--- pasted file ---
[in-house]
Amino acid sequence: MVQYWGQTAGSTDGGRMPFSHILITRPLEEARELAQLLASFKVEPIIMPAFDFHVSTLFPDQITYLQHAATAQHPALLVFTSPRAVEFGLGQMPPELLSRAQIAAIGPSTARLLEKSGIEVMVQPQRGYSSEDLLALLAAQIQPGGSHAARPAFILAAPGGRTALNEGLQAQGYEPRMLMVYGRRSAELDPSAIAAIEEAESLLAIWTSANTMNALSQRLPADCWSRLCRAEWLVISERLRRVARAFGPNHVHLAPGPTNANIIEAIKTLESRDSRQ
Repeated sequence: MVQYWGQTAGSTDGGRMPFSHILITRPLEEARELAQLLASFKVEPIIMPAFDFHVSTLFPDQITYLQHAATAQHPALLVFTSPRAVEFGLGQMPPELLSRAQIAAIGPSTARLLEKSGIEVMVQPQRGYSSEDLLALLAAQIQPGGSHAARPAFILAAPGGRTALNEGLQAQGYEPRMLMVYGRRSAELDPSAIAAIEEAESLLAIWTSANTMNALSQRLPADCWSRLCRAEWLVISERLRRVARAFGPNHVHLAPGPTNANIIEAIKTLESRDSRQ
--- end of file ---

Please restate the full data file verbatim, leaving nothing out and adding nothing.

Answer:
[in-house]
Amino acid sequence: MVQYWGQTAGSTDGGRMPFSHILITRPLEEARELAQLLASFKVEPIIMPAFDFHVSTLFPDQITYLQHAATAQHPALLVFTSPRAVEFGLGQMPPELLSRAQIAAIGPSTARLLEKSGIEVMVQPQRGYSSEDLLALLAAQIQPGGSHAARPAFILAAPGGRTALNEGLQAQGYEPRMLMVYGRRSAELDPSAIAAIEEAESLLAIWTSANTMNALSQRLPADCWSRLCRAEWLVISERLRRVARAFGPNHVHLAPGPTNANIIEAIKTLESRDSRQ
Repeated sequence: MVQYWGQTAGSTDGGRMPFSHILITRPLEEARELAQLLASFKVEPIIMPAFDFHVSTLFPDQITYLQHAATAQHPALLVFTSPRAVEFGLGQMPPELLSRAQIAAIGPSTARLLEKSGIEVMVQPQRGYSSEDLLALLAAQIQPGGSHAARPAFILAAPGGRTALNEGLQAQGYEPRMLMVYGRRSAELDPSAIAAIEEAESLLAIWTSANTMNALSQRLPADCWSRLCRAEWLVISERLRRVARAFGPNHVHLAPGPTNANIIEAIKTLESRDSRQ